Sorry Trump Administration, You Don’t Get To Rewrite Great Poetry

We need our poets.

Whether composed with rhyme or meter, or to music, or if it is just on paper in free verse for someone to interpret through cadence, we need their words.

We need words put together to frame an emotion, an event, a doubt, a success, a life event, or something that never happened. And there are always those voices that say the very feelings or lack of feelings that we experience in such a way that rereading those words allows for the experience to be fully relived or abhorred.

It is very possible that someone else’s words gives you voice.

I’ll go further. The words of a true poet live well beyond the day in which the verses were written. Those poems are timeless. We read them over and over again and their relevance grows. Even when the poet physically leaves this earth those poems still breathe and give us breath.

Maybe one of the greatest gifts that God has bestowed upon us is that there are people in our lives who can say things better than we could ever imagine and we should be grateful for that. Someone took a snapshot of our mental, emotional, psychological, and physical state simultaneously and sent us the picture.

It gives us more time to experience and reflect. It reminds us that we are human.

Today in order to help justify a new immigration policy, Ken Cuccinelli decided to “amend” one of the most iconic poems in the English language: the one that is engraves on the base of the Statue of Liberty.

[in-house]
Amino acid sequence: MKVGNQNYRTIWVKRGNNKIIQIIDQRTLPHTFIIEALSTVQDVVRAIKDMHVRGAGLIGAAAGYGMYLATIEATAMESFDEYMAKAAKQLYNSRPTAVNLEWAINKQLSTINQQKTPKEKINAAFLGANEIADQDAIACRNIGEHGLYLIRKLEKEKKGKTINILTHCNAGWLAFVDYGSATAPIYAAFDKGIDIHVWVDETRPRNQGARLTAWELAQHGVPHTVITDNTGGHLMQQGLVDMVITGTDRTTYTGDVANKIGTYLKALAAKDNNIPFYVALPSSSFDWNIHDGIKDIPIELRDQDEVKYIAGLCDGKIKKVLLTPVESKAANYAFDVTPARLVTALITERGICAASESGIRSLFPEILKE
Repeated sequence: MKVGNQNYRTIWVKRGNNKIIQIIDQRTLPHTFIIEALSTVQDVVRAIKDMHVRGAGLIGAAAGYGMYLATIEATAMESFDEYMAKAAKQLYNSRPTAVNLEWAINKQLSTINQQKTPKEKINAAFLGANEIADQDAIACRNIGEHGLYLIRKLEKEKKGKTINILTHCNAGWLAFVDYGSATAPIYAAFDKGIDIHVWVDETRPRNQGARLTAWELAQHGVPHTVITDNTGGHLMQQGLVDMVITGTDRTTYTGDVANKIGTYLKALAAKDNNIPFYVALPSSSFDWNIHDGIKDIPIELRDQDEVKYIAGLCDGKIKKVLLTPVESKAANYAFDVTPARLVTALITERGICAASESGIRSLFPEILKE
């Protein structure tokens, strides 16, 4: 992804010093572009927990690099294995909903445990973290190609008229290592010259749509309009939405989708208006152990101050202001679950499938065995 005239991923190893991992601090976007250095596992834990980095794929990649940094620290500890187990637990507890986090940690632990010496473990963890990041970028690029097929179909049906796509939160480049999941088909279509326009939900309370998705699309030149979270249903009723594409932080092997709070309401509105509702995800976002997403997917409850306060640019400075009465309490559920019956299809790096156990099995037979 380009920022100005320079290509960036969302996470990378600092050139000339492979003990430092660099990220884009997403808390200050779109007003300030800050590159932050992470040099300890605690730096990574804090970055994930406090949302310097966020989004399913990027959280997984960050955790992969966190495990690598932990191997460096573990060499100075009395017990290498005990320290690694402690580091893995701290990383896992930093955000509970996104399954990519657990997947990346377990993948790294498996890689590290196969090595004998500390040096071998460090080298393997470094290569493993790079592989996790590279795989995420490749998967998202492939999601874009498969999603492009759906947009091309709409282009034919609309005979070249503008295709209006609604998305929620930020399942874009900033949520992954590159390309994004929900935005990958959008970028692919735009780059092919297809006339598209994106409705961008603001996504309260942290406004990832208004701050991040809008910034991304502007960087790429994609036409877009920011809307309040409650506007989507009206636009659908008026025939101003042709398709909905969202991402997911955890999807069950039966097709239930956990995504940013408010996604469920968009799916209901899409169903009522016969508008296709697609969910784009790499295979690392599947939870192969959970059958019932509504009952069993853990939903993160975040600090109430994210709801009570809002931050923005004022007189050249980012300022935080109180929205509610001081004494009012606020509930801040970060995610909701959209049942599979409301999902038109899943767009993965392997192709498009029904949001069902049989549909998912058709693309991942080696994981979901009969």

As reported by

Ken Cuccinelli tweaked the famous poem from Emma Lazarus — whose words, “Give me your tired, your poor, your huddled masses yearning to breathe free” are long associated with immigration to the US and the nation’s history as a haven — as part of a case for strict new measures pushed Monday by the Trump administration that could dramatically change the legal immigration system.

The post refers to an interview that Cuccinelli gave to NPR.

He stated:

“They certainly are: ‘Give me your tired and your poor who can stand on their own two feet and who will not become a public charge,'” he replied. “That plaque was put on the Statue of Liberty at almost the same time as the first public charge was passed — very interesting timing.”

You may as a reader of poetry have different interpretations of a poem or its meaning, but it does not give you the right to rewrite poetry to fit your meaning.

And Lazarus’s poem resonates more today than it ever has.